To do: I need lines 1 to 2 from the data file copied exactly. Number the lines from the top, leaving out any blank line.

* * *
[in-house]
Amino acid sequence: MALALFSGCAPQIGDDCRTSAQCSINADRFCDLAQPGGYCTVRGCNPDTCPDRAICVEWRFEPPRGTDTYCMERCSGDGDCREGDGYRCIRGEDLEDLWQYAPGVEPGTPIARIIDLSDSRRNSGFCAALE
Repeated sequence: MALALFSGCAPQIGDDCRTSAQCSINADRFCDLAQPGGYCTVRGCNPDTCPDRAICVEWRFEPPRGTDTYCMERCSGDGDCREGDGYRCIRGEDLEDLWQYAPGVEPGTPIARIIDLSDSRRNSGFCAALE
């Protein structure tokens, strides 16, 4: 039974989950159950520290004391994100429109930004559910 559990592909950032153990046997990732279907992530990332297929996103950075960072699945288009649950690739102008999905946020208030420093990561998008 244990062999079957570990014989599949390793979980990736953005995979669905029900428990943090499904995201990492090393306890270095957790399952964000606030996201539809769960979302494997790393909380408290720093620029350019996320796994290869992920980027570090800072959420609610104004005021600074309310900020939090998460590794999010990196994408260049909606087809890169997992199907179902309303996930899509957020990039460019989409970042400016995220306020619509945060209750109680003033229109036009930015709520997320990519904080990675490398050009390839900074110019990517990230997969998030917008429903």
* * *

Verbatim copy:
[in-house]
Amino acid sequence: MALALFSGCAPQIGDDCRTSAQCSINADRFCDLAQPGGYCTVRGCNPDTCPDRAICVEWRFEPPRGTDTYCMERCSGDGDCREGDGYRCIRGEDLEDLWQYAPGVEPGTPIARIIDLSDSRRNSGFCAALE